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Re: Tyrannosaur growth and babies
Dwight wrote , on Dec. 8
> Thanks. This made me think of another question. :-) How strong is
> the evidence for dimorphism in
> Tyrannosaurus rex? What brought this to mind was a conversation I
> recently had with a friend
> regarding this subject. That made me return to Dr. Horner's The
> Complete T. rex to see what it had
> to say regarding potential dimorphism. The book indicated that Dr.
> Bakker isn't sold on dimorphism
> & (in fact) believes that the more robust specimens represent a
> different species. If the only differences are size and bulk, then the
> different species hypothesis doesn't seem likely to me.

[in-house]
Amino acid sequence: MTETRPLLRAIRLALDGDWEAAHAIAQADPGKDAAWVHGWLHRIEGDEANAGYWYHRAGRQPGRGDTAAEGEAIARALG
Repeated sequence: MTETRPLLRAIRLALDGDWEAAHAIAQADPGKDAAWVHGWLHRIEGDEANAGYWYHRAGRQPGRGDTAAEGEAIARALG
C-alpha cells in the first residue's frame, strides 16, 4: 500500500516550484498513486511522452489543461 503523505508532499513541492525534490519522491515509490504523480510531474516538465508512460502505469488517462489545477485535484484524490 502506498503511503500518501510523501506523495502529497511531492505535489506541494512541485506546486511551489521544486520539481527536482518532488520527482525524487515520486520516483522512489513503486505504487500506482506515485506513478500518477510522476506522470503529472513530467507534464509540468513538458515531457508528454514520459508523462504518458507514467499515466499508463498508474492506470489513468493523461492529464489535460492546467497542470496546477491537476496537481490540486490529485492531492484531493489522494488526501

> As an admittedly remote example, extant species vary more within
> themselves that the total
> variation among known Tyrannosaurus specimens.
In ' Dinosaur Systematics ' (Currie & Carpenter , 1990 ) there's a
section on variation among T.rex specimens . All the examples show a degree
of variation from one another , with the gracile morph exhibiting more
defined lachrymal / postorbital structures . This being indicative of a
male T.trex . Additionally , in ' Hunting Dinosaurs ' (Psihoyos & Knoebber
, 1994) , Pete Larson elaborates on some research performed on crocodiles
, by Eberhart Freye . Larson found that sexual differences in crocs' caudal
vertebrae were similar to what is found in the two T.rex morphs . The
gracile morph ( male) has the first (and more robust ) chevron located
one vertebrae forward of the same chevron in the robust morph . Presumably
, this condition in the robust morph would allow more space for eggs to
pass between the tail and the ischia . My $0.02 worth. Next!
Hope this helps.